Makgeolli is the oldest Korean alcohol. It dates back to the Koryo Dynasty - and some say it even dates further back than this to the Three Kingdoms era (57 BC - 668 AD). 

It was originally called 'nongju', or 'farmer's drink/farmer's alcohol', because it was a drink of farmers and peasants due to its high nutritional content and also high carb content. 

Due to its stigma of being a farmer's drink, Makgeolli fell out of favour for many years, with drinks like beer becoming more popular. 

Nowadays, it's made a comeback in Korea, with many companies mass-producing it. Makgeolli is readily available in bottles in almost every convenience store in South Korea, and in various different flavours and variations. Since it's commercially produced, it has, of course, lost some of its quality - and indeed also some of its alcohol content. Originally, this Korean alcohol would be around 12-18%. In order to fit a wider market, many companies stick to 6-9% alcohol content. 

Much of the Makgeolli you'll find made for export is pasteurized, and therefore has lost lots of its health benefits, and also flavour. This is due to the short shelf life of unpasteurized Makgeolli. 

korean alcohol makgeolli

Health Benefits of Makgeolli 

Makgeolli has a range of benefits if it's made in the traditional way, i.e. with no pasteurization. 

This Korean alcohol is high in fibre, vitamin B, C and low in cholesterol.

The sediment at the bottom, however, means it's high in carbohydrates which results in about 54 kcal for 100 ml. You can get around this by not shaking it before you drink it, and therefore only drinking the clear drink at the top.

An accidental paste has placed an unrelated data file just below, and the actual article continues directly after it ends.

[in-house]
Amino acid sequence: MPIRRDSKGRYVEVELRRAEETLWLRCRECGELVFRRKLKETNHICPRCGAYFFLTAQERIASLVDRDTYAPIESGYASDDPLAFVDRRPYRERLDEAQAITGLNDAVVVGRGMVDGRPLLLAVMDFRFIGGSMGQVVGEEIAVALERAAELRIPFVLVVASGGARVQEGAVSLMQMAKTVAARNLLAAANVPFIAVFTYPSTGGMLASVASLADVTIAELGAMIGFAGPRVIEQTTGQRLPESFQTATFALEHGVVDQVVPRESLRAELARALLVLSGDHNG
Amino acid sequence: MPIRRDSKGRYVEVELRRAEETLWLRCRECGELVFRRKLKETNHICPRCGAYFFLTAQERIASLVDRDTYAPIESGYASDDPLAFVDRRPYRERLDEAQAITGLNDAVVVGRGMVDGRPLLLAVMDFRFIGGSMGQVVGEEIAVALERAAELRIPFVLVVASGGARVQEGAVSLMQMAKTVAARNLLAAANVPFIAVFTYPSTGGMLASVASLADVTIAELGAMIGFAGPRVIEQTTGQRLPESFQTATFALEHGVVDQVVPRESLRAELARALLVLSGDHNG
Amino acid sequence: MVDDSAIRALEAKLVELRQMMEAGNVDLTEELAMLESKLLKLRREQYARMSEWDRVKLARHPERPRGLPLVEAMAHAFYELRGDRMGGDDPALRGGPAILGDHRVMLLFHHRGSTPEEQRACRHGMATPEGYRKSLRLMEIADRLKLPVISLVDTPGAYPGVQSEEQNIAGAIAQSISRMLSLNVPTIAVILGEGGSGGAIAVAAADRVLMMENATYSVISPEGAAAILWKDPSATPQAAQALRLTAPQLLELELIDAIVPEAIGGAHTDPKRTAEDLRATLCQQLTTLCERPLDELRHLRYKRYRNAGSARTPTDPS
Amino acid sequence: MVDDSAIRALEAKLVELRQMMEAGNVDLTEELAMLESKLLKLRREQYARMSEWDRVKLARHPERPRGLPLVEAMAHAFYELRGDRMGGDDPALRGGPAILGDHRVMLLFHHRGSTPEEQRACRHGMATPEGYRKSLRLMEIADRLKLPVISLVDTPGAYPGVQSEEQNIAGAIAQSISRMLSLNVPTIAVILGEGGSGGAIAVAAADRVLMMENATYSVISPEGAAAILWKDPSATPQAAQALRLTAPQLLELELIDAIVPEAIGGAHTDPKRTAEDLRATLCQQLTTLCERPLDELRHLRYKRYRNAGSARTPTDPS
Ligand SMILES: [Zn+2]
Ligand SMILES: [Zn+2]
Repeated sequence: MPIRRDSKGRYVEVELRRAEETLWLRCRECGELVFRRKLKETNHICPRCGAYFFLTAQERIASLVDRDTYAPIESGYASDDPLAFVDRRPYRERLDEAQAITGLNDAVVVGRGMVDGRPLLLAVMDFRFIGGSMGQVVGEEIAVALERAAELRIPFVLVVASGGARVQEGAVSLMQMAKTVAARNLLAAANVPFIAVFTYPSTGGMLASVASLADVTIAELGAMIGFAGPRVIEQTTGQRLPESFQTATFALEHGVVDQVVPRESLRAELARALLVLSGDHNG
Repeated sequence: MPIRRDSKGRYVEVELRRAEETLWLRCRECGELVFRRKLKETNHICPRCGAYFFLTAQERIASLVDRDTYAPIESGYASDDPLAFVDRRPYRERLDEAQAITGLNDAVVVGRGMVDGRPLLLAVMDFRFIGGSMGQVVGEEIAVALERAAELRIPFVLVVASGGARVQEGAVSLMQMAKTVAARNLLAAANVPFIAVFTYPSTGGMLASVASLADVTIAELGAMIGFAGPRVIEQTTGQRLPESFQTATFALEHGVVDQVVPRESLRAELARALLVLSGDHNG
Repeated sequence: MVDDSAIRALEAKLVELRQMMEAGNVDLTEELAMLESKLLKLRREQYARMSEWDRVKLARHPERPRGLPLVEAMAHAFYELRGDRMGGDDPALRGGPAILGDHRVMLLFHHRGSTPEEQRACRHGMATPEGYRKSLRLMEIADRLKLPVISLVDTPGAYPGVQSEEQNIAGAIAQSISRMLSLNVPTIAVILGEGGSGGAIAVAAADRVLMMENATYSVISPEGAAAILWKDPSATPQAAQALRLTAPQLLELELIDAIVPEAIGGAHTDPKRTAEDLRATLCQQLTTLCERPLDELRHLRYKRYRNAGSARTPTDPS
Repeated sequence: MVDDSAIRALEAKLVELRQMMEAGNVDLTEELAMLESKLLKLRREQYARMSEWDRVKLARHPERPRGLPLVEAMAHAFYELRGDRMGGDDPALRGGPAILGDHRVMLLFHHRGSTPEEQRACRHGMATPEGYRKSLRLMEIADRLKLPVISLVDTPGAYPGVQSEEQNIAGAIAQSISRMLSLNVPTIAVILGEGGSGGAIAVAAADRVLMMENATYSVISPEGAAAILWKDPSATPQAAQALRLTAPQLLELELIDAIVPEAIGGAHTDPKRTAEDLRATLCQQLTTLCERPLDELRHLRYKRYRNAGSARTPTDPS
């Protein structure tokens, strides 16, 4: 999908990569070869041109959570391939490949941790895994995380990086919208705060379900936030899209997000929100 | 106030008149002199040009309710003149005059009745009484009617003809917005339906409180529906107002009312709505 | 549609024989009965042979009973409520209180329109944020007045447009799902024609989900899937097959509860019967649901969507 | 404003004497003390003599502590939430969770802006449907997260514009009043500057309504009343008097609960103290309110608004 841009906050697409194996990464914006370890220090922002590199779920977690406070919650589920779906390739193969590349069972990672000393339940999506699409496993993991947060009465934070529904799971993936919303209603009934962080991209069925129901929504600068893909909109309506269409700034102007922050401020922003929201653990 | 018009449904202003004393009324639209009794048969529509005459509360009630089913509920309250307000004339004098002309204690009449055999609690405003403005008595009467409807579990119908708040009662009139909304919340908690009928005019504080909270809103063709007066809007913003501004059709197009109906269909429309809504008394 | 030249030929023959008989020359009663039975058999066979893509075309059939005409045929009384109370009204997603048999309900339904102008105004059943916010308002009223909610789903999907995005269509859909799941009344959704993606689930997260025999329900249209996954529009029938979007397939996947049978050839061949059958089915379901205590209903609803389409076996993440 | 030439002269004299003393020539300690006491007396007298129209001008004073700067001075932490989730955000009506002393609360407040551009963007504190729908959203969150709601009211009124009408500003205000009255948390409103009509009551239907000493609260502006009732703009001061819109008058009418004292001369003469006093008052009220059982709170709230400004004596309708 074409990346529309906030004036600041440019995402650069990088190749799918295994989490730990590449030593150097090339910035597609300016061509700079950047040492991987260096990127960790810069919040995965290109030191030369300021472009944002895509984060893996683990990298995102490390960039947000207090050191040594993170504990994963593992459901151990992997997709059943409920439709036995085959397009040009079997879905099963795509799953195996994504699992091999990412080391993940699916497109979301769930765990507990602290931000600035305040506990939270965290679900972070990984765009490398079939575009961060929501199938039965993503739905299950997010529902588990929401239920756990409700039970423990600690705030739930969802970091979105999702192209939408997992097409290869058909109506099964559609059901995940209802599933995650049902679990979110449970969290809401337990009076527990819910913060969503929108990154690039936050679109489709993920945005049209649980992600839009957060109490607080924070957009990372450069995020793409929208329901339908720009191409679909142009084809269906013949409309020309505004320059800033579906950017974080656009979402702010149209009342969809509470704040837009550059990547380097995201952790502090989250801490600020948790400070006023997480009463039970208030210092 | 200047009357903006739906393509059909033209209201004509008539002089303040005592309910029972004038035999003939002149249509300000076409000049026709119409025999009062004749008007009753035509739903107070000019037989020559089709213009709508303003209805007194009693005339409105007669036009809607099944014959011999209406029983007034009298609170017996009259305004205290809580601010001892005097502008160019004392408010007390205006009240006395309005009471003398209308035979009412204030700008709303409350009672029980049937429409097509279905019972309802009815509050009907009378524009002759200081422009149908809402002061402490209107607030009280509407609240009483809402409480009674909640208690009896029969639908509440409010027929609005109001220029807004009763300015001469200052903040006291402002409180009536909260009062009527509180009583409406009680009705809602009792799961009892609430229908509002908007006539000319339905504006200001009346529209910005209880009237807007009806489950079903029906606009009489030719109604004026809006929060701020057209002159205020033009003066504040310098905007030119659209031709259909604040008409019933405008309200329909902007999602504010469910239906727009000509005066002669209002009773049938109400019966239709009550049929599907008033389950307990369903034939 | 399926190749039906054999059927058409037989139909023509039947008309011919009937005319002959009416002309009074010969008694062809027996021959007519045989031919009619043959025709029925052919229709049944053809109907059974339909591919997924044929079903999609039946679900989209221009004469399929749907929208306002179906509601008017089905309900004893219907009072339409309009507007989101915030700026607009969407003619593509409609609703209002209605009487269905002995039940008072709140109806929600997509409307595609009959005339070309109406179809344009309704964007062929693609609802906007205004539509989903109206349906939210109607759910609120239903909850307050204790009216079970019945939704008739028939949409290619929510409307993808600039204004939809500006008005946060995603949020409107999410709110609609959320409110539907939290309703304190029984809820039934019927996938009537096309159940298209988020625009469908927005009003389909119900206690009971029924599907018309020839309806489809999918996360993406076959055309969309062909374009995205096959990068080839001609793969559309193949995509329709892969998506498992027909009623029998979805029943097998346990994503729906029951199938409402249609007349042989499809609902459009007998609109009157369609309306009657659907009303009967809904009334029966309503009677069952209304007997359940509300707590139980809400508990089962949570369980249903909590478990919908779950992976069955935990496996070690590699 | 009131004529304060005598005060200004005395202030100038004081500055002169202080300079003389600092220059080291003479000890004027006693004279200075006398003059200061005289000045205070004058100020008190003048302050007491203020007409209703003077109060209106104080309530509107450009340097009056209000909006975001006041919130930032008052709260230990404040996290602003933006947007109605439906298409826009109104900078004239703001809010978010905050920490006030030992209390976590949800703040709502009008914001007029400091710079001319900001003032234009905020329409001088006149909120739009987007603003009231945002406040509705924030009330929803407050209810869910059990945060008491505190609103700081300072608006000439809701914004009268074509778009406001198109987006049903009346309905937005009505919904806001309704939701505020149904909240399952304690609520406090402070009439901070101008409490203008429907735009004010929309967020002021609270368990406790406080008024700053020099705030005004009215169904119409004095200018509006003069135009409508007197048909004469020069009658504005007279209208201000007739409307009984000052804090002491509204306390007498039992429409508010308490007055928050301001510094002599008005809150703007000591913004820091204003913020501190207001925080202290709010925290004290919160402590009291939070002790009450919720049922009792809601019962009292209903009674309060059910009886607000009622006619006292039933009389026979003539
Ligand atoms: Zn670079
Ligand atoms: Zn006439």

Makgeolli in North Korea 

Makgeolli dates back from the Koryo Dynasty, pre-separation. Its foundations and culture are deeply rooted in Korean culture and society - including both North and South Korea. 

You can find Makgeolli in many restaurants in North Korea, as well as commercially produced bottles in supermarkets. 

The best Makgeolli is home-made Makgeolli made in the traditional way. You can find this in the Folklore Park in Kaesong. If you're lucky, you'll be greeted by an old Korean couple and here you can purchase a bottle of their home-made Makgeolli, or have a small cup to taste first. A bottle of this special brew costs less than 1 USD. 

How to Make Makgeolli 

Makgeolli is fairly quick to make. Its fermentation process takes only 7-10 days. 

This Korean alcohol is brewed from rice and 'nuruk' as a fermentation starter. 

It is a simple combination of cooked rice, water and nuruk. Of course, recipes and ratios of this content vary, and you can also add in various other ingredients for different flavours or varieties. 

Read more on North Korean Alcohol 

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Zoe Stephens

Zoe is the marketing manager and a tour leader at Koryo Tours.

Her love of meeting new people and exploring new cultures has led her to study several languages including German, Japanese, and Chinese. Having lived in several different countries across 4 continents, she often writes about languages and culture in her blogs and is very active on social media. During the COVID-19 pandemic, she was 'stuck' in Tonga for 1.5 years after a weekend away. Ask her for some stories!